New York Mills closes airport as cost-saving measureA group of pilots and aviation enthusiasts from the area made compelling arguments Tuesday to save the New York Mills airport, but in the end, the city council voted to close the grass runway.
By: Kevin Cederstrom, New York Mills Herald
NEW YORK MILLS – A group of pilots and aviation enthusiasts from the area made compelling arguments Tuesday to save the New York Mills airport, but in the end, the city council voted to close the grass runway.
The council passed a resolution for temporary closure for a period of two years as a cost-saving measure for the city.
A handful of pilots from New York Mills, Wadena, and Perham attended the public hearing, held Tuesday during the city council meeting to ask the city to keep the airport open.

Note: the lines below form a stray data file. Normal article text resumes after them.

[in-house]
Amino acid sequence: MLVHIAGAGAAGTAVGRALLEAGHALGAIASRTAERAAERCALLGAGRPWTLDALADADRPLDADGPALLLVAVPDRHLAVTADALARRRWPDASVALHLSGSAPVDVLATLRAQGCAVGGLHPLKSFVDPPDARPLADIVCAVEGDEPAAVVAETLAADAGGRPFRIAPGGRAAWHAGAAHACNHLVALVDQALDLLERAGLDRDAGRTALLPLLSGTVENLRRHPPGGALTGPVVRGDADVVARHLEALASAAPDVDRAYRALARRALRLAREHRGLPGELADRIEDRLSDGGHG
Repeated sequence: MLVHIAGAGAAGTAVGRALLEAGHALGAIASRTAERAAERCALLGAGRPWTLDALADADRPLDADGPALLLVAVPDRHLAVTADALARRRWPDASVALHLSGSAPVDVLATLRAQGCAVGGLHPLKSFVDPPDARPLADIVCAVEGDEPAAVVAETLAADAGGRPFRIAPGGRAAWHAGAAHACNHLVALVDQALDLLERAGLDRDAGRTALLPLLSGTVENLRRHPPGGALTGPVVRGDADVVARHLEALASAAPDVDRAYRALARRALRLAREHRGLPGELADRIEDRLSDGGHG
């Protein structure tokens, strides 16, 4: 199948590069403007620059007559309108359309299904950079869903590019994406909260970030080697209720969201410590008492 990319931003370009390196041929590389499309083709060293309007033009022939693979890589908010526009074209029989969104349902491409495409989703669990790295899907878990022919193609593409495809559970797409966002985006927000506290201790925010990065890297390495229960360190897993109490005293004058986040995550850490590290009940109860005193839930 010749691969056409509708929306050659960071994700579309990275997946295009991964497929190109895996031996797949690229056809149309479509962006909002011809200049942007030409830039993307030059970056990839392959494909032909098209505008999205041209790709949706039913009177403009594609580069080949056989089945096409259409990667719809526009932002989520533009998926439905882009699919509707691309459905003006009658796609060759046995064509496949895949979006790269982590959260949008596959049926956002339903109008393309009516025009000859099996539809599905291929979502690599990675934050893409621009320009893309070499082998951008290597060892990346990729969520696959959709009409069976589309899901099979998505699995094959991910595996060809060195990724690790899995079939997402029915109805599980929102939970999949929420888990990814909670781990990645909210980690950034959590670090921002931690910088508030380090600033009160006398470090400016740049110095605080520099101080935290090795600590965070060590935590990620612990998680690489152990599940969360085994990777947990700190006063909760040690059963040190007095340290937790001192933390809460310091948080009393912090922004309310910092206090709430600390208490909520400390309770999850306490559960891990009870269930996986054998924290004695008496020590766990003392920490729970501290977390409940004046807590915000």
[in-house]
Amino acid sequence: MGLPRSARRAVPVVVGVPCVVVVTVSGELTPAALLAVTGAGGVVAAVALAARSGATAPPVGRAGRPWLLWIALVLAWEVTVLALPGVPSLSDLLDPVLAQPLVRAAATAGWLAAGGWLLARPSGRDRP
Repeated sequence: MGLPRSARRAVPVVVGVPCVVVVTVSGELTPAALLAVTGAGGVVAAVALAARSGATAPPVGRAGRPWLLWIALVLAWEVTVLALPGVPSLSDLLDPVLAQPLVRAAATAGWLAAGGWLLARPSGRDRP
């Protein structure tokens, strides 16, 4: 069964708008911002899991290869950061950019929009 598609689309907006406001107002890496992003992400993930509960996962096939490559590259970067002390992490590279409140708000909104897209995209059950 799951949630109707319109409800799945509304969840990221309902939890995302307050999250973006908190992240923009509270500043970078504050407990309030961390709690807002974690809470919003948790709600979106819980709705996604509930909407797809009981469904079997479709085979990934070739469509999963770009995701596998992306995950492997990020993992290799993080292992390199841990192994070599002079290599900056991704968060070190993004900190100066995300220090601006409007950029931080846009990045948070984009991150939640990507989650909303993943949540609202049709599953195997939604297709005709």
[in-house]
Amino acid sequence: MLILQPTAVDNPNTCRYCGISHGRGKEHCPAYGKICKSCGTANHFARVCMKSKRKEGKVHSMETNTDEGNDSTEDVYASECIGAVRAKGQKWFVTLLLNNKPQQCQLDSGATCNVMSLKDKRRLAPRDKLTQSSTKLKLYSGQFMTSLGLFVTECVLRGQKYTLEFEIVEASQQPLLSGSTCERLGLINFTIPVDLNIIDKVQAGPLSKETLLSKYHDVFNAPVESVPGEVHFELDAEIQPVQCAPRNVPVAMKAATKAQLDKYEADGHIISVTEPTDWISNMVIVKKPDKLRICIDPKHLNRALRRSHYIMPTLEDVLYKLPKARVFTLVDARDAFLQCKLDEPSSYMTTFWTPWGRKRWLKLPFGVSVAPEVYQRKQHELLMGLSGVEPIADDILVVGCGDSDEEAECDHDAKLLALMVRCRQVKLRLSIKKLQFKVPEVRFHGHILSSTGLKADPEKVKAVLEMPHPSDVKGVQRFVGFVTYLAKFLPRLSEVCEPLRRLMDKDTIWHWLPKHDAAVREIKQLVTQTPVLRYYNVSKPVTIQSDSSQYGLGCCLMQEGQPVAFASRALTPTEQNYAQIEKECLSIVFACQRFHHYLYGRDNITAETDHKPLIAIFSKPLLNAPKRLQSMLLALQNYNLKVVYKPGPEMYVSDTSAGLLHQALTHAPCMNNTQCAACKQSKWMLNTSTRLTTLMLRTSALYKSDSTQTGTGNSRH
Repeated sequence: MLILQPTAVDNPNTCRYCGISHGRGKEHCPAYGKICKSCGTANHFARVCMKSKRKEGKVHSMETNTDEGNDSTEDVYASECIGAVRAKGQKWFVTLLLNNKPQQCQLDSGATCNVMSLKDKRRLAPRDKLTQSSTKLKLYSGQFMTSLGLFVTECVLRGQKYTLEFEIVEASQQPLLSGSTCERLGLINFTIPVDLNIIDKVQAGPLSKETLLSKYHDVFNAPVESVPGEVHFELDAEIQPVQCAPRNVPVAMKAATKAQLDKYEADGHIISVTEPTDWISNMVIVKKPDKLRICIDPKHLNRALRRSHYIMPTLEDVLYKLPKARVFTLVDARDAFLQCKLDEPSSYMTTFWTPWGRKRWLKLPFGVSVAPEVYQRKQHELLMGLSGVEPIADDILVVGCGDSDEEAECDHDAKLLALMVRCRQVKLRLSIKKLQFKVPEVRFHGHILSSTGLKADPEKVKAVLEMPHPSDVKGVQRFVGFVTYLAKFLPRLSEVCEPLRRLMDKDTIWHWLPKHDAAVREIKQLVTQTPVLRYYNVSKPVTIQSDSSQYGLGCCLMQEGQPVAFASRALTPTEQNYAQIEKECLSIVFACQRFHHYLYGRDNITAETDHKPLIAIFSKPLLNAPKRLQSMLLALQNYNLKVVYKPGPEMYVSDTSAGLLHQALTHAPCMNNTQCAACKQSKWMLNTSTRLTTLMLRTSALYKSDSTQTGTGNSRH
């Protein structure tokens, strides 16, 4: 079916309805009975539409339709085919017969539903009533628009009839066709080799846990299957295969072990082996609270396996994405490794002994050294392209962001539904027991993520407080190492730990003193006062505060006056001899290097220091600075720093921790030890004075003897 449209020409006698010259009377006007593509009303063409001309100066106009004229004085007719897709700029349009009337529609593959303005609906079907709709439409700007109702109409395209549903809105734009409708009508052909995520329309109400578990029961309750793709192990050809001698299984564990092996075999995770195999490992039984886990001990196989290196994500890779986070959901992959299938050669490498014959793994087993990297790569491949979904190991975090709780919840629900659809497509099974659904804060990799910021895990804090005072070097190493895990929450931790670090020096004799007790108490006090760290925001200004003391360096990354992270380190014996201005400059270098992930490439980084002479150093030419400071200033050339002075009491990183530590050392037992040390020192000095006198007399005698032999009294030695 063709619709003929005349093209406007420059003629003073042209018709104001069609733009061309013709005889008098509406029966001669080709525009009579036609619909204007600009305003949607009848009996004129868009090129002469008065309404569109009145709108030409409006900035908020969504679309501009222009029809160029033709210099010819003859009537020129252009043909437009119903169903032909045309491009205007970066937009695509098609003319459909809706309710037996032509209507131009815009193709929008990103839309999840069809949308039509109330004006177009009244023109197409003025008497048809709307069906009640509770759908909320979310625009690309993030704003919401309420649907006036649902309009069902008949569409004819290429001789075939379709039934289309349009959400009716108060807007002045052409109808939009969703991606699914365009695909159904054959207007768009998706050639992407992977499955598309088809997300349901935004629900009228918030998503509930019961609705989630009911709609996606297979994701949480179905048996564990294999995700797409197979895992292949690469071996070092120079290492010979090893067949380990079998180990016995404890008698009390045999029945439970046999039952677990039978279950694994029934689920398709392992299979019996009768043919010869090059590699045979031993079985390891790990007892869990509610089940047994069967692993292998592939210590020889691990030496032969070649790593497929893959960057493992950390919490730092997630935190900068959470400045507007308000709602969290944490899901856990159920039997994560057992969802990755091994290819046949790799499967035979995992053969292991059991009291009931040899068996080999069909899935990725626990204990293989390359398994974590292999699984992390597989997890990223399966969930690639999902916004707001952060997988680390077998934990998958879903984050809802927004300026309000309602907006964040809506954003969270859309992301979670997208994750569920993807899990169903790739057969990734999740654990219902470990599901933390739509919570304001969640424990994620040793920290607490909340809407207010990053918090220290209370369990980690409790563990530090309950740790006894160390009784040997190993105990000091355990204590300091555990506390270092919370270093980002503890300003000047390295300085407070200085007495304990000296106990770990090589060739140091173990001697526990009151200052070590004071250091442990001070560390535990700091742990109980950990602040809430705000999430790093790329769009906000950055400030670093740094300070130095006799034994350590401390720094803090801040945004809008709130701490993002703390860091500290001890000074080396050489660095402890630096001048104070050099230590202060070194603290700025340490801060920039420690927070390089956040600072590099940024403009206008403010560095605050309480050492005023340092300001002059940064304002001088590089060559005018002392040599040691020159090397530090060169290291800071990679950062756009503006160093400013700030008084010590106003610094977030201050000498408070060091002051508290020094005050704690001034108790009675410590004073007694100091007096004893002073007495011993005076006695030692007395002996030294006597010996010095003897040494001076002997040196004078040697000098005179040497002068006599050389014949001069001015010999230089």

David Krusmark, who owns property at the east end of the runway, is a pilot and flight instructor. He questioned the city’s costs associated with maintaining an airport. The city estimates it costs about $6,000 to mow the grass runway for roughly six months each year. City workers do the mowing and the estimated yearly costs figure in wages, benefits, supplies, equipment, etc.
He also questioned the nearly $500 it cost the city for phone service last year at the site, and the $800 to $1,000 it costs to have a portable toilet there. Krusmark asked the council to consider ways to bring costs down rather than close the airport entirely.
“Does the community recognize the value of having an airport here?” Krusmark asked. He used as an example the fact the airport could be critical in evacuation procedures in the event of a large-scale emergency.